PC Market Limps Across 2015 Finish Line
Last year saw the PC market continue its downward trend as it finished 2015 with the biggest decline in hardware shipment since 2008.
The PC market continued its protracted slide in 2015, ending the year with the biggest year-on-year shipment decline since 2008, research firm IDC reported Tuesday.
According to IDC, about 276 million PCs were shipped worldwide in 2015, the first year to miss the 300-million-mark since it began keeping track seven years ago. PC shipments fell by 10.4 percent in 2015 compared to 2014, the firm said.
This roughly jibes with the latest data from competing research firm Gartner Inc., which put the year-over-year PC shipment decline at an even 8 percent and total PC shipments at 289 million.
Not even the critical holiday shopping season could stem the tide. The top three PC manufacturers -- Lenovo, HP and Dell -- all experienced worldwide shipment declines in the fourth quarter. The outlier was Apple, which saw its shipments grow by nearly 3 percent in Q4 and about 6 percent in 2015 overall, according to both IDC and Gartner.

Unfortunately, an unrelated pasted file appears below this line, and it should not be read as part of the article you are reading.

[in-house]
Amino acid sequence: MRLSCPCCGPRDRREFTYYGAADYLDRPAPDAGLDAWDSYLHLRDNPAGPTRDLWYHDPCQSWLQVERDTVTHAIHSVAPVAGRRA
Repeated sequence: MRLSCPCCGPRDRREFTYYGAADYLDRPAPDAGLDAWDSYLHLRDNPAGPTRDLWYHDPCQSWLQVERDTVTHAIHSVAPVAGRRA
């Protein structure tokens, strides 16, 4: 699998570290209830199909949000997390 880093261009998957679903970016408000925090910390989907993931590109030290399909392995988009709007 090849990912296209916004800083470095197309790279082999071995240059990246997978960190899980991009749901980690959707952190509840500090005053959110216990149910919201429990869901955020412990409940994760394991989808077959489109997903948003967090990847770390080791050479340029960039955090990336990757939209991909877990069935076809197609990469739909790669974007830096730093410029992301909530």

"Holiday sales did not boost the overall PC shipments, hinting at changes to consumers' PC purchase behavior. On the business side, Windows 10 generally received positive reviews, but as expected, Windows 10 migration was minor in the fourth quarter as many organizations were just starting their testing period," said Gartner principal analyst Mikako Kitagawa.
IDC also pointed to Microsoft's free Windows 10 upgrade offer for consumer Windows 7 and Windows 8.x users as a cause for delayed PC purchases.
However, both firms expect the PC market to gain some equilibrium in 2016 due in part to Windows 10, which IDC described as having greater "potential for a faster commercial transition" than previous Windows versions.
Windows 10 currently runs on about 200 million devices, Microsoft said earlier this month, noting that its rate of adoption outpaces that of Windows 7 and Windows 8. More than three-quarters of Microsoft's enterprise customers are running Windows 10 pilot programs, the company said.
"PC replacements should pick up again in 2016, particularly later in the year. Commercial adoption of Windows 10 is expected to accelerate, and consumer buying should also stabilize by the second half of the year. Most PC users have delayed an upgrade, but can only maintain this for so long before facing security and performance issues. We continue to believe that a majority of these users will purchase another PC, motivated by new products and attractive pricing,"
said Loren Loverde, vice president of IDC's Worldwide PC Tracker.
Gartner projects PC shipments to decline by just 1 percent year-over-year in 2016, with the possibility of a "soft recovery."
Gladys Rama is the senior site producer for Redmondmag.com, RCPmag.com and MCPmag.com.